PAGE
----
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7th EFSMA – European Congress of Sports Medicine, 3rd Central European Congress of Physical Medicine and Rehabilitation, Annual Assembly of the German and the Austrian Society of Physical Medicine and Rehabilitation

Austrian Society of Physical Medicine and Rehabilitation

26.-29.10.2011, Salzburg, Austria

Prevention of lower limb injuries in the military

Meeting Abstract

  • corresponding author presenting/speaker Kirill Micallef-Stafrace - Institute for Physical Education and Sport, University of Malta, Msida, Malta
  • Tom Loney - Department of Community Medicine, Faculty of Medicine and Health Sciences, United Arab Emirates University, Abu Dhabi, United Arab Emirates
  • Mouza Al Shehhi - Health and Sports Medicine Centre, United Arab Emirates Armed Forces, Al Ain, United Arab Emirates
  • James Carter - Optimal Performance Limited, Bristol, United Kingdom

7th EFSMA – European Congress of Sports Medicine, 3rd Central European Congress of Physical Medicine and Rehabilitation. Salzburg, 26.-29.10.2011. Düsseldorf: German Medical Science GMS Publishing House; 2011. Doc11esm012

doi: 10.3205/11esm012, urn:nbn:de:0183-11esm0124

Published: October 24, 2011

© 2011 Micallef-Stafrace et al.
This is an Open Access article distributed under the terms of the Creative Commons Attribution License ( You are free: to Share – to copy, distribute and transmit the work, provided the original author and source are credited.



Objective: Lower limb injuries represent a significant health issue within all military forces in both peacetime and combat situations. The aim of this paper is to review evidence based injury prevention strategies and how effective and realistic their implementation could be.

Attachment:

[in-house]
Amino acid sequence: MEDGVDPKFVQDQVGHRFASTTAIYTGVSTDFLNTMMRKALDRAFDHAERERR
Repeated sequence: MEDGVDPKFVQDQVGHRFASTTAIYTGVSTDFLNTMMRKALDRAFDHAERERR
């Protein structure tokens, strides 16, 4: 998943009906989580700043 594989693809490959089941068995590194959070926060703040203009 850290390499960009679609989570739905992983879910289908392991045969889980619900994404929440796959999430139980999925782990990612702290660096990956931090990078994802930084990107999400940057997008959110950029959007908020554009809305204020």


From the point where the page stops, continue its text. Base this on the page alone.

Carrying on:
Material/Methods: Injury prevention recommendations can take the generalized form that encompass a whole military or alternatively relate to specific scenarios. The first step is an appropriate audit of not only the type and severity of an injury but also the mechanism and circumstances in which the injury occurred. This was the procedure adapted in a regional military sports medicine clinic. Data collected over a year was categorised utilizing the OSICS 10.1 [1].

Results: A high incidence of lower limb injuries was noted with a prevalence of ankle and knee injuries. Most occurred during physical training and sporting activity but an unexpected significant proportion also occurred due to motor vehicle accidents. Review of the current scientific evidence on the prevention of injuries during military training led to a number of general recommendations that could be implemented in any military base, but the audit findings also allowed a more specific approach. Hence, changes advised ranged from physical training structure, body weight management and hydration strategies to road safety education.

Conclusion: Most lower limb injuries are preventable. Recognising this and implementing the appropriate preventative strategies, some of them quite simple to undertake, can lead to a remarkable reduction in injury incidence.


Rae K, Orchard J. The Orchard Sports Injury Classification System (OSICS) version 10. Clin J Sport Med. 2007;17(3):201-4.